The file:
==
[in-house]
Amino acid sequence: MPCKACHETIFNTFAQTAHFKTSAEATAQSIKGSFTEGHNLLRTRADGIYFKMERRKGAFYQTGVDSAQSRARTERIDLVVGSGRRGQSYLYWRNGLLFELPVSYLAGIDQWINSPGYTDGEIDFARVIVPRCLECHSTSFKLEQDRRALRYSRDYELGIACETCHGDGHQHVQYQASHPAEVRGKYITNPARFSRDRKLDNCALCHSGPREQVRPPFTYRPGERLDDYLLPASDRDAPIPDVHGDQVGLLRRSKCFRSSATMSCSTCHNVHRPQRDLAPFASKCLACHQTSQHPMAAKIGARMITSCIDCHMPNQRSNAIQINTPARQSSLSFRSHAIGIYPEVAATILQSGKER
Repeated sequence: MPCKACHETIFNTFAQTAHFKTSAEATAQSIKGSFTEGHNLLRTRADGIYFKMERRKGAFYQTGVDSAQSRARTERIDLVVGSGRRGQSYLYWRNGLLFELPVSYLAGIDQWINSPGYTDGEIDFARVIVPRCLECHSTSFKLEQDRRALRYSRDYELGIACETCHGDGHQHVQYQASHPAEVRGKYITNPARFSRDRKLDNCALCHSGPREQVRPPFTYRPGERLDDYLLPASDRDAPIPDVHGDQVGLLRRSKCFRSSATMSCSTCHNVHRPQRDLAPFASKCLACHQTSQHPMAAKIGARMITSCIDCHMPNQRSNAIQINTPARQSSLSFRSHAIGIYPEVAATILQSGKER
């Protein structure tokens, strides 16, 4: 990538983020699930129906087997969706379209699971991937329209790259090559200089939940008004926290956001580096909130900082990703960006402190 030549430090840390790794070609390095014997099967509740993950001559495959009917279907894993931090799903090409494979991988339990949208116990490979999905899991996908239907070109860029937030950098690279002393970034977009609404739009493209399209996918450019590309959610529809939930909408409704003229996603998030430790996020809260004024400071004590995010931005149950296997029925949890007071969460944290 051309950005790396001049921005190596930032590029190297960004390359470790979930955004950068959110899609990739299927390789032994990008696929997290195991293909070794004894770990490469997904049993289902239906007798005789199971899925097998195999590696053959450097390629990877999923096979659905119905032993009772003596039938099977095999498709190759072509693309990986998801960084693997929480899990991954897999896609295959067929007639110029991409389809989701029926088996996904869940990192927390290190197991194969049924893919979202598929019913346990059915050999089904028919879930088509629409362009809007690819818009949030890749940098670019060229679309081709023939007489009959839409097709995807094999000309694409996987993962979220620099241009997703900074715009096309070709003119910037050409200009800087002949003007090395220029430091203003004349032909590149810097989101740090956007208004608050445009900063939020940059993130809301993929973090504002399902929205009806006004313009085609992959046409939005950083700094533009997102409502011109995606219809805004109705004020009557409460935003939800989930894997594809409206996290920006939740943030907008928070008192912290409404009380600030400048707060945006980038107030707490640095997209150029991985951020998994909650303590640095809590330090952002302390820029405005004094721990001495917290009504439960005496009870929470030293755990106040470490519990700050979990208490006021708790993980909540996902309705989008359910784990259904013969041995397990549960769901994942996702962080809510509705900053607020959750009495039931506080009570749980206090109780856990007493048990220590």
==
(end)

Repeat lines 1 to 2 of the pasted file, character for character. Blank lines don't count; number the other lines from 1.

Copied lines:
[in-house]
Amino acid sequence: MPCKACHETIFNTFAQTAHFKTSAEATAQSIKGSFTEGHNLLRTRADGIYFKMERRKGAFYQTGVDSAQSRARTERIDLVVGSGRRGQSYLYWRNGLLFELPVSYLAGIDQWINSPGYTDGEIDFARVIVPRCLECHSTSFKLEQDRRALRYSRDYELGIACETCHGDGHQHVQYQASHPAEVRGKYITNPARFSRDRKLDNCALCHSGPREQVRPPFTYRPGERLDDYLLPASDRDAPIPDVHGDQVGLLRRSKCFRSSATMSCSTCHNVHRPQRDLAPFASKCLACHQTSQHPMAAKIGARMITSCIDCHMPNQRSNAIQINTPARQSSLSFRSHAIGIYPEVAATILQSGKER